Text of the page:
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I am pleased to be performing as a creative hero of mine, Jean Cocteau, for a staged reading of a brand new play by William Emboden on June 23, at 7pm at the West Hollywood Public Meeting Room & Council Chambers (the brand new stage and multi-use space located below the library).
Making the play doubly exciting for me is the opportunity to perform alongside my longtime friend and artistic collaborator, R. SKY Palkowitz, who will be playing the French author, Colette. The play is an exploration of the close bond and friendship between these remarkable creative figures of 20th Century France. The special one-time production is also part of a two-month celebration of Cocteau’s artwork sponsored by the City of West Hollywood, and several rare pieces are on display in a gorgeous exhibition in the West Hollywood Library through July. I will be posting several blogs over the next few weeks about the show and the iconic figures — so be sure to check back in to JasonJenn.com periodically for more.
My own experience of Cocteau began many years ago while in college at the University of Iowa as a double major in Theatre Arts and Film. His name came up during my studies, although the time we spent on him was brief. In my theatre history classes he was mentioned as making posters and designing productions for the Ballet Russes. In my film history classes he was mentioned as making ground-breaking films like “Blood of a Poet”, “Orpheus” and “Beauty and the Beast”.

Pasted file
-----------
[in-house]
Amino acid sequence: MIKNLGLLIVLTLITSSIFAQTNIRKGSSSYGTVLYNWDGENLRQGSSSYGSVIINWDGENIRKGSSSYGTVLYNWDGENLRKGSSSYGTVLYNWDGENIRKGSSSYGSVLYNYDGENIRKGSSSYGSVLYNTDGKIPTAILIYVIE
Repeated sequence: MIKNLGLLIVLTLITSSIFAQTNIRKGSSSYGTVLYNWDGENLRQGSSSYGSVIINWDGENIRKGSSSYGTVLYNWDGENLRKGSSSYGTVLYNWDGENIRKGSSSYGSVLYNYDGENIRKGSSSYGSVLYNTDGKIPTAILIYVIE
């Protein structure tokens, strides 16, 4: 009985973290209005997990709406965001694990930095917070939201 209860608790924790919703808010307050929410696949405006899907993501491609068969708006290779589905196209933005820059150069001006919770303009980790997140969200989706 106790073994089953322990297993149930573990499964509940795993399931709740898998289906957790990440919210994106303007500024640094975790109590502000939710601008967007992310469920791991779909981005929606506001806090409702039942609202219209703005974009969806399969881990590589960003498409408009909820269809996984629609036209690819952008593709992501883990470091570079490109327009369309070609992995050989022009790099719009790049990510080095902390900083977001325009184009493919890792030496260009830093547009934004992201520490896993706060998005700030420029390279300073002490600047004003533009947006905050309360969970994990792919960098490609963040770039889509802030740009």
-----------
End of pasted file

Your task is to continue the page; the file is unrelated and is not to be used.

As I read up more about his diverse career, I was quite fascinated by just how many different creative outlets he had and as I discovered more about his persona, he became a hero for me in several ways. I was still newly coming to terms with my own sexuality at the time, he became an early example of both an openly homosexual man and creative force.
(see here) as a great example of being a “Jack-of-all-trades” his lover Jean Marais proclaimed that no matter what Cocteau did in his life, he was always a poet in those mediums. In interviews Cocteau believes that when he draws, he is making poetry with the strokes of the brush and in the lines of the pencil.
It is both an honor and a challenge to embody the role of Cocteau for this production. There are several examples available of Cocteau speaking in interviews or within his own films. He possesses a very distinct and unusual cadence in his voice, but more than merely imitating his style of speaking, I am given the task of interpreting his character for a modern audience who will mostly have very little experience. He can be a playful trickster of a man, who loves to entertain people with stories. He can also be deeply intellectual and serious. He was a larger than life at times to be sure and the line between characterization and human portrayal is a delicate one.
I am very fortunate to have the support of a beautiful script by Cocteau scholar Emboden, which possess many scrumptious lines befitting Cocteau in that they read like poetry. The process of doing this production is allowing me to become closer Cocteau, and I am quite humbled by the task of representing a man I so admire.
More to come about the other great figure of this play: Colette!